You can take a walking tour through the three stages of Glasgow's watering holes—pubs, TM bars, and minimalist bars—by heading out to the West End. Start at the Edwardian-era Halt Bar on Woodlands Road, where it's all beveled glass and dark wood. Then have lunch at the University Café on Byres Road, an authentic old café where nothing has changed—décor, menu, or staff—since the 1930's. Take Byres Road to the Living Room, among the first twisty-metal-and-wood places and still hopping.
Afterward, walk up Kelvingrove Street to Air Organic, which has creamy white walls, booths, and bar, and a cocktail lounge by way of 2001, A Clockwork Orange, and Star Trek. With its cement floors, cube-shaped stools, and molded-plastic chairs, Air Organic doesn't seem that warm or welcoming. But once you settle into a booth with your drinks and order some food—which comes on TV trays, à la The Jetsons—the room starts to warm up.
For me, the difference between Scotland's two leading cities can be summed up in two images. I spent one day in Edinburgh, and along the Royal Mile I saw bagpipers on every street corner, turned out in full Scottish regalia and playing traditional tunes while American and Japanese tourists snapped pictures. Back in Glasgow, shopping on Argyle Street, I saw a black girl in cargo pants and an Adidas windbreaker playing the bagpipes, flipping her braided hair in time with the music. Clusters of old ladies in cloth coats sat on nearby benches and smiled.
"Everyone is more down-to-earth here," says Sara Jones, a Glasgow art student who works at a trendy home-furnishings shop, Nice House, in the Italian Centre. "Things are relaxed, easygoing." Jones is also a promising interior designer. Her current project?A bar in Merchant City, naturally. "I don't want contemporary furniture. I'm going to use old pieces, sofas and stuffed chairs, with lots of old glass and old wallpaper in rich colors."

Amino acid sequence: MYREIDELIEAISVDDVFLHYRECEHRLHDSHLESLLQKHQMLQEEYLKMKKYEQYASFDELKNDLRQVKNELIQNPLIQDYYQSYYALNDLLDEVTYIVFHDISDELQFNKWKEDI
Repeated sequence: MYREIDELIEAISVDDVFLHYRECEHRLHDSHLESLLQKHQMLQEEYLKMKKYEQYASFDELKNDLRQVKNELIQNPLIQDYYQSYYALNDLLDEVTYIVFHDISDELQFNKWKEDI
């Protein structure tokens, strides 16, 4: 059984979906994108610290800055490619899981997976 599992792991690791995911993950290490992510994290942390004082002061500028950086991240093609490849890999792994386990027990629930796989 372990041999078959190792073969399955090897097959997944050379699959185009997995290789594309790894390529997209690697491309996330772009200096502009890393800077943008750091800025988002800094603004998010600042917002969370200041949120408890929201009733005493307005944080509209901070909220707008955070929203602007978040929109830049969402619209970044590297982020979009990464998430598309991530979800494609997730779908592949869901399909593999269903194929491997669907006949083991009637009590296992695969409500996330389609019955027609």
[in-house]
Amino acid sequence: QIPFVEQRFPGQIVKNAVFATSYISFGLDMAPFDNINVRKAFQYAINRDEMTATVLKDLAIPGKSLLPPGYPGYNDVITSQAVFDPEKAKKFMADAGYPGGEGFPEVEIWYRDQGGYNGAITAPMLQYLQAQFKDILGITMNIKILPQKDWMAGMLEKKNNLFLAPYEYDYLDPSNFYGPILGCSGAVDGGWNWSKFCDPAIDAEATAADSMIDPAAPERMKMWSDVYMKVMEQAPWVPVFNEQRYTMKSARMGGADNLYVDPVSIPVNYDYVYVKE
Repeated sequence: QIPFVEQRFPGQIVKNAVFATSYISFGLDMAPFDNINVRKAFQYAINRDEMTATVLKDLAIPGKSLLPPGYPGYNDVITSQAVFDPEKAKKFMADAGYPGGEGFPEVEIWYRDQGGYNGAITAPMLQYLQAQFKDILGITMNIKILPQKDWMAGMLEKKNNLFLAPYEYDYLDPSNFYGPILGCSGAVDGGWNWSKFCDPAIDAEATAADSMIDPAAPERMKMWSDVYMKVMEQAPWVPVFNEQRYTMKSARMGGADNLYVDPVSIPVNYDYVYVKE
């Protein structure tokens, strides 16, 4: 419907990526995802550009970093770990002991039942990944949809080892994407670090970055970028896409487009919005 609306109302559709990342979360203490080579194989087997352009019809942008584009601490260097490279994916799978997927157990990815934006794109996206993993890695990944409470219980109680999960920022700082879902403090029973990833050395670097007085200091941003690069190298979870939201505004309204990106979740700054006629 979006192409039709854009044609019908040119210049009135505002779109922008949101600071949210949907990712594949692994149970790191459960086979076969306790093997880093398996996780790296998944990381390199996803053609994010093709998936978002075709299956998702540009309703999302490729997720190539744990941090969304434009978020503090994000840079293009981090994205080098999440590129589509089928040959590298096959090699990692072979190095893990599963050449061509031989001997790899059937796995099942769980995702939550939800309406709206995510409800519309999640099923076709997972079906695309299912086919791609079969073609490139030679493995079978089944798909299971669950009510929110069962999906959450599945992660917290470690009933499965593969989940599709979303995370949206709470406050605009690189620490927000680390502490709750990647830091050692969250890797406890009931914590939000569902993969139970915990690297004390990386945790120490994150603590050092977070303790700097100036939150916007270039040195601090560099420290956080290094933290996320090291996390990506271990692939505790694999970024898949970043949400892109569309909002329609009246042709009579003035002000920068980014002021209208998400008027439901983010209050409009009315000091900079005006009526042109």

Jones's design concept sounds an awful lot like the places where Glasgow hipsters used to drink before Blade Runner bars came along. If her new bar is a hit—if glass, stuffed chairs, and wallpaper in rich colors roar back—then Glasgow's bar and club scene will have come full circle. And what'll happen to all the minimalist places, with their molded-plastic chairs?Bars and clubs that live by what's hip are ultimately fated to die by what's hip. Remember, hip doesn't stand still, and, just like my hair or my underwear, one day all of Glasgow's achingly hip clubs will become unfashionable—old, tired, and worn-out. Yesterday's news.
But for now—right now—Alaska, Archaos, Strata, Spy Bar, Yang, Sub Club, et al., are just as hip as they can possibly be. If you want to enjoy the bar and club scene at its pinnacle, and experience Scotland's second city while it's the United Kingdom's Hippest and Most Happening City, now's the time to visit Glasgow.